and Martha are two very different people. Martha thinks that the most important thing
that she can do was be a good hostess, cook a good meal and entertain the guests. Mary,
on the other hand, is the exact opposite. She just sits at the feet of Jesus and absorbs
everything he says to her.
Martha gets a bit ticked at this because she feels like she is doing all the work. So
she complains to Jesus, suggesting to him that he should tell her sister Martha to get off
her high horse and get to work helping her. Do you remember what Jesus says to her?
Luke 10:41-42 (NIV) he says:
“Martha, Martha, you are worried and upset about many things, but few
things are needed – or indeed only one. Mary has chosen what is better, and
it will not be taken away from her.”
Basically, what Jesus is telling Martha in a very gentle way is that it is far more
important to spend time with him than preparing food and doing the dishes. Someone,
however is bound to say – because we always have a few Martha’s in every crowd – “but

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aren’t food preparation and clean up important?” Of course, they are but, like everything
else, they have to take a back seat to Jesus the King. As the King, Jesus has to have the
top priority.
Mary’s actions and attitude are what Jesus wants to see. Sadly, we don’t know if
Martha ever got the point. There is no record of her putting away the oven mitts and
sitting at Jesus’ feet. For all we know, she walked away in a frustrated huff and just kept
on being busy even after all that Jesus had said to her. But keep in mind that Jesus
commends Mary.
One of the challenges that we all face is making sure that we are busy doing the
things that Jesus wants us to do. I read a story a while ago that rather highlighted this
point. It was written by a woman named Valerie Martinez. I have absolutely no idea who
she is except that she was a university student but I loved her story because it could
belong to any of us at sometime in life. It goes like this:
A year ago I was so pumped and fired up for the Lord. I was ready to do
anything and everything for him, and that’s exactly what I did. Can you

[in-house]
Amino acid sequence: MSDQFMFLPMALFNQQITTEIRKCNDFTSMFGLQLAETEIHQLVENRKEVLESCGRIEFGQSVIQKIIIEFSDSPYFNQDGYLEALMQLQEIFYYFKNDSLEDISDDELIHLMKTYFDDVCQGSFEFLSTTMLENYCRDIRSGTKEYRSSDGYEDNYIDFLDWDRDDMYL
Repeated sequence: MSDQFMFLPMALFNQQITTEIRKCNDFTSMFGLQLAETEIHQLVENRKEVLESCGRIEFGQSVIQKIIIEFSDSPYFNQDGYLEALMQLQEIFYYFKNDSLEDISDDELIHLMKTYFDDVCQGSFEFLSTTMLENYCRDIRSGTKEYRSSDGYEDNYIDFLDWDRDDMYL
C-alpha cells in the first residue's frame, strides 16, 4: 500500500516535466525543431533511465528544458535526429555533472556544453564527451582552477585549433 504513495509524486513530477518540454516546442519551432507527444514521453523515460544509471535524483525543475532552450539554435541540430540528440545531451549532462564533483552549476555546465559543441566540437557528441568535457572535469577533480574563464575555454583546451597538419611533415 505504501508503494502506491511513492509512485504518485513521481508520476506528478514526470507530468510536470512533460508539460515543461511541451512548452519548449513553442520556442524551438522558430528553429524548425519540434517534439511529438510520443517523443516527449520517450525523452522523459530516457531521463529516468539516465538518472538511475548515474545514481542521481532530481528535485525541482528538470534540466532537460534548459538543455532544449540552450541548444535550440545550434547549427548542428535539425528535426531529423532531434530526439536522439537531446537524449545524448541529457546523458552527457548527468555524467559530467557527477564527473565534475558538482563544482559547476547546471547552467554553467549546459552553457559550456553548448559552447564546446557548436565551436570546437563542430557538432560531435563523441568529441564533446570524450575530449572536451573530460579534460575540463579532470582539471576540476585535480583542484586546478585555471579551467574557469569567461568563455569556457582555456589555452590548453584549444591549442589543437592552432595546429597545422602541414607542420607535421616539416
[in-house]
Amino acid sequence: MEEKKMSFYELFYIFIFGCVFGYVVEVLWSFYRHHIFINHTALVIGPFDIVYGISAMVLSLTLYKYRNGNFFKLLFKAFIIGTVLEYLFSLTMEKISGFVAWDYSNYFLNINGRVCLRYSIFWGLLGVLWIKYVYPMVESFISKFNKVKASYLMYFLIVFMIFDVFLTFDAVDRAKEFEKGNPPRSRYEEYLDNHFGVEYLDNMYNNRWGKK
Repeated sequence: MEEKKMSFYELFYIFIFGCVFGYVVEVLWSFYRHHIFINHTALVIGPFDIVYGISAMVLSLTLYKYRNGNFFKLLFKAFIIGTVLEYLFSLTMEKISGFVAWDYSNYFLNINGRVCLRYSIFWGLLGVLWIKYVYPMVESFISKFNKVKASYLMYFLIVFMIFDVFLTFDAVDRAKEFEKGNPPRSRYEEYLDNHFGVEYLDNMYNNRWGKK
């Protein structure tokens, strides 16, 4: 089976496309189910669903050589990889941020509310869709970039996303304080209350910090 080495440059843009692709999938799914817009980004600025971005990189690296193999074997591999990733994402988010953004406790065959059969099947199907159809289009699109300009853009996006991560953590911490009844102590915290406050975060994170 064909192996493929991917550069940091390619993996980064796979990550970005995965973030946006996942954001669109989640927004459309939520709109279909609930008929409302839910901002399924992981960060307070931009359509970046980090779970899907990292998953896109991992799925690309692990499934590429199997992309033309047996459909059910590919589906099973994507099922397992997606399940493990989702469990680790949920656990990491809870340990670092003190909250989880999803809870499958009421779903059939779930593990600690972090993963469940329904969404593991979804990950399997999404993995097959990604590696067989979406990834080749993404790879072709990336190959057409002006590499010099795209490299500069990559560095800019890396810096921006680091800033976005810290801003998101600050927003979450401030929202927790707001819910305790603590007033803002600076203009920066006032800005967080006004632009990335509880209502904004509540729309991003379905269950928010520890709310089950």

guess what happened? I ended up with the worse case of burnout I’ve ever
had. I was absolutely miserable because I was trying to do all of these things
for Jesus, and I couldn’t figure out why my efforts weren’t very fruitful. By
the end of the semester I was tired, cranky, and missing my Lord. I had been
sacrificing my relationship with him by doing things for him, and it didn’t
get me anywhere. I was seizing all of these opportunities to serve God
without even praying about it.
It was at the end of the semester when I finally got a clue. Just because
something is a good thing doesn’t mean it’s the right thing! I forgot to just
sit at his feet like Mary; instead I was rushing around like Martha doing a
whole bunch of nothing. Scripture says to “Be still and know that I am
God.” I knew that – I had just forgotten. So now a year later I am more on
fire for the Lord than I’ve ever been. I’ve learned to just relax in Jesus’
presence, and to be prayerful about what exactly he wants me involved in.
Because of that we’ve started a prayer meeting at school in the music
department. And I meet to pray and study the Bible with a friend who is
searching for the Lord. I’m doing more for Jesus than I ever have because

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I’m spending more time with him than I ever have. Putting Jesus first and
making him an absolute priority makes everything else just fall into place.
I can certainly hear echoes of Valerie’s story in my life. What about you? Are you
putting Jesus first in all things? Are you letting him be King of your life or are you letting
other things take precedence? That’s a good question that we all need to ask ourselves.
I want you to think about this. There is not a single example in the Bible where
something good happened because someone put something ahead of the Lord. Adam and
Eve decided to put their desire for knowledge ahead of God: “Sure Mr. Serpent, we’ll
take a bite of that forbidden fruit.” Look what happened. They were turfed out of Eden.